Archived Mountain Voices

A prolific year for buckeye productions

mtn voicesA large buckeye tree overhangs and supports the swinging gate leading into our property. Thereby, we have the opportunity to observe buckeye in all seasons. The year 2014 is a big one for buckeye seed production — the most prolific I’ve ever observed.  


By September, the foliage is turning clear yellow, and the tree’s starting to drop its large greenish-yellow seedpods. As these dry, the tri-parted husks open revealing the beautifully crafted, mahogany-colored seeds from which the tree’s name derives.

On each lustrous “buck’s eye” there’s a round gray scar called the “hilum” where the seed was attached inside the husk. Nourishment was fed to the seed via this area.  Its resemblance to the pupil of an eye is uncanny, even down to the concentric rings inside each hilum.

These seeds are as pleasing to hold as they are to behold. A flattened place adjacent to the “pupil” allows a person’s thumb to settle on it just so.  

• Keep one in their pocket as a good luck charm or to ward off rheumatism.  

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• If the fish aren’t biting, rub your buckeye seed, spit on your bait, and hang on.  

• Last week during the UNC versus ECU game, I had 20 buckeyes arranged in a circle around my Sirius XM radio, which helped the Tar Heels hold ECU to 70 points.  

Now we come to the burning question of the day. Why do squirrels eat only half of a buckeye and leave the rest? Or do they?

Buckeye contains a glycoside that when combined with moisture — as in your stomach — produces a poisonous derivative. Pigs, horses, sheep and children have been poisoned by them, with symptoms including inflammation of the mucous membranes, vomiting, twitching and paralysis.  

In the days before the coming of the national park in the Smokies, stock was driven from those areas where buckeye grew prior to the dropping of the fruit.

When my wife first let her horse loose in the pasture back in the mid-1970s, he promptly chowed down on all the buckeye seeds around the gate, came down with a case of the “wobbles” and toppled on his side in the grass. He was OK the next morning but no longer eats buckeye.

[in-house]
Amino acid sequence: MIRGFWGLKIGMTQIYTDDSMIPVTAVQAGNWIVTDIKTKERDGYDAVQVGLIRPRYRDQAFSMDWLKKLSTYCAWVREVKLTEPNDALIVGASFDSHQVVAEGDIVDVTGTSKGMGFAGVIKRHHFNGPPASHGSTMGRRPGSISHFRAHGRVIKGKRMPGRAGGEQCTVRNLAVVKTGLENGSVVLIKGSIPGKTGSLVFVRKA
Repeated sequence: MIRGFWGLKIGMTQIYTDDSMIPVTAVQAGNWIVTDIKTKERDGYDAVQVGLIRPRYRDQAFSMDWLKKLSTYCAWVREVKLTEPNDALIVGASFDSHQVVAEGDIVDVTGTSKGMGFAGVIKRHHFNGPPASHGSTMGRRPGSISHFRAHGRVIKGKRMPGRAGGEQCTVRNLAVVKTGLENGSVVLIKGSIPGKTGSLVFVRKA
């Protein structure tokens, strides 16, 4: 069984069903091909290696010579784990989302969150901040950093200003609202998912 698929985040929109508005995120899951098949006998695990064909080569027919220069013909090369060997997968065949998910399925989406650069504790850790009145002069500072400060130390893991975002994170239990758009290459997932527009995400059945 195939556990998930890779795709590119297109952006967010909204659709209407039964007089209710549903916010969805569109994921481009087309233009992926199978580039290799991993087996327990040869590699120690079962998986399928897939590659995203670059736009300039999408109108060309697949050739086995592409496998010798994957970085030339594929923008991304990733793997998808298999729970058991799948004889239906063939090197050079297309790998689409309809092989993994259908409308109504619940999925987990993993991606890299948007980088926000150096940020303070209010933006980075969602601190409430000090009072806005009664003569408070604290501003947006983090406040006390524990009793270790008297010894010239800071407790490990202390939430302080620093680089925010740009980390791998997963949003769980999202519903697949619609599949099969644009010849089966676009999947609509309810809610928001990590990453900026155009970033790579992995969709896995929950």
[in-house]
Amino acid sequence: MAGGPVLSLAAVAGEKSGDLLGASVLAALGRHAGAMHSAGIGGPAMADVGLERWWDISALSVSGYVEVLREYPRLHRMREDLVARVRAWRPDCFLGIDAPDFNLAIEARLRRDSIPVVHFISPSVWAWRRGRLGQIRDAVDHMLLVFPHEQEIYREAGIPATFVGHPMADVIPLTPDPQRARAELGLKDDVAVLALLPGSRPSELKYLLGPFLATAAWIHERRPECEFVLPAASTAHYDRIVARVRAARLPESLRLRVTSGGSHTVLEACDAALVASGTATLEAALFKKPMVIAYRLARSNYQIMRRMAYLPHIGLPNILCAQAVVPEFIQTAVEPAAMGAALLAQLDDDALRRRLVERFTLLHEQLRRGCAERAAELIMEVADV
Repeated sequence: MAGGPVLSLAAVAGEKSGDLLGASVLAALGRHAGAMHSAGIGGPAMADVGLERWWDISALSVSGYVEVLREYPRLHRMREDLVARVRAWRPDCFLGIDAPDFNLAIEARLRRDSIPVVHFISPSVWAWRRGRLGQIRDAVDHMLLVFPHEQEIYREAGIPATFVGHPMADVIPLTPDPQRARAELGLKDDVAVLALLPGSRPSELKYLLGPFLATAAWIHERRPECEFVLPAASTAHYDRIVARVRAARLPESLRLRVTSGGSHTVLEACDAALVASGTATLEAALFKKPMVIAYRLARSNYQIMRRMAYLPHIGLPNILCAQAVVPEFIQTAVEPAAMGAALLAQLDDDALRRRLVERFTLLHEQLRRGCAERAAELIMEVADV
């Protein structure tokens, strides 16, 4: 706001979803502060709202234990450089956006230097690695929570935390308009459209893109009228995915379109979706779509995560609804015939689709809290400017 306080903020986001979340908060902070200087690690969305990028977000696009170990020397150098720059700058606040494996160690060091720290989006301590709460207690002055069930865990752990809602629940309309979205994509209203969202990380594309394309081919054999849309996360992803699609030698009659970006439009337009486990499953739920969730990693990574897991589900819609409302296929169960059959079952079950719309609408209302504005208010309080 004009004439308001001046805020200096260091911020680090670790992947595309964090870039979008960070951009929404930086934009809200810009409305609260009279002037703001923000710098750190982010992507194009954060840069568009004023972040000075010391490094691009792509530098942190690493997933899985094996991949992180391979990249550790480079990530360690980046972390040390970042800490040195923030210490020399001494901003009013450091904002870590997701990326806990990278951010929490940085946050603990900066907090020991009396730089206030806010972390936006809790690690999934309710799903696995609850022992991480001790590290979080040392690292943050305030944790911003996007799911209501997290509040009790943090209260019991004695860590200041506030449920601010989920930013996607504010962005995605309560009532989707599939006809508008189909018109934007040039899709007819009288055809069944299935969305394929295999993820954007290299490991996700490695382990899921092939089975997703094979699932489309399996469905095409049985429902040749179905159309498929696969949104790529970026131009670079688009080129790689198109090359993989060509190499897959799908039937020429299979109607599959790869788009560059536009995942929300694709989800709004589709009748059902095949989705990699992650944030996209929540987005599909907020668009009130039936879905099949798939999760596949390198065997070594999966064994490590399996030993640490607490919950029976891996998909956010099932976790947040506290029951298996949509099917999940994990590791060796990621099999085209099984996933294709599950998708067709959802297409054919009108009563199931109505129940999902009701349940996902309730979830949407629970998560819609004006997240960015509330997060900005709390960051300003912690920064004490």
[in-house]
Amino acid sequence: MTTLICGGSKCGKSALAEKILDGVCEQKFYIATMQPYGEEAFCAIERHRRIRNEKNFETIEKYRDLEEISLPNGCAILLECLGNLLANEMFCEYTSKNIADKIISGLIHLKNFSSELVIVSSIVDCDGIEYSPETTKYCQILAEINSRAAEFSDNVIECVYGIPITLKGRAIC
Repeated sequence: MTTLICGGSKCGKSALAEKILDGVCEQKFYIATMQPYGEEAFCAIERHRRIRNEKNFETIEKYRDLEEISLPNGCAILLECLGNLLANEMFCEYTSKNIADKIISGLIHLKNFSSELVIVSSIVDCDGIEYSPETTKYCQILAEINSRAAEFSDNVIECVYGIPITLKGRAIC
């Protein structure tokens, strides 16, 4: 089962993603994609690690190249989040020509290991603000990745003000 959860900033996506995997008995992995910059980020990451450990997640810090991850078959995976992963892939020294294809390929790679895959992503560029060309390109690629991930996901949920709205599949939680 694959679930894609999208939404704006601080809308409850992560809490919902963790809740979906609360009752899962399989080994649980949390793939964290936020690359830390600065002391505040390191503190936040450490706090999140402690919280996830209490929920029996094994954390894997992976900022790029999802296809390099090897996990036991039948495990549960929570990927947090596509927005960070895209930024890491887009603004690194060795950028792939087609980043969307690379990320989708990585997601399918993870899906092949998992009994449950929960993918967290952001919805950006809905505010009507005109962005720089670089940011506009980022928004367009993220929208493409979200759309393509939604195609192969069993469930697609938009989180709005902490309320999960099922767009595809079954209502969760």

I was at a civic function last week. Having several buckeyes in my pocket, I handed them to three or four local fellows who get out in the woods a lot. Each made the observation that squirrels eat only half of a buckeye because they can tell which end is poisonous. 

Is that factual? I have certainly observed gray squirrels eating or carrying buckeyes. And I have seen partially eaten buckeyes lying on the ground. But I can’t find anything in the written literature either way. And the commentary on the Internet doesn’t really settle the matter either: 

• “The idea that one half of a buckeye is poisonous is absolutely false,” declared a commentator on

• “There is a belief by some that only half the buckeye is poisonous, and that only squirrels know which half that might be in a particular nut,” declared a commentator in New World Witchery.

• “Squirrels will often eat a part of the nut but will leave the rest. The truth is that squirrels feel the effects of the toxin in the nut that is called aesculin. After eating “so much” (about half), the squirrels know when it is time to stop eating,” declared a commentator in West Virginia Plant Society Newsletter.

George Ellison wrote the biographical introductions for the reissues of two Appalachian classics: Horace Kephart’s Our Southern Highlanders and James Mooney’s History, Myths, and Sacred Formulas of the Cherokees. In June 2005, a selection of his Back Then columns was published by The History Press in Charleston as Mountain Passages: Natural and Cultural History of Western North Carolina and the Great Smoky Mountains. Readers can contact him at P.O. Box 1262, Bryson City, N.C., 28713, or at This email address is being protected from spambots. You need JavaScript enabled to view it..      

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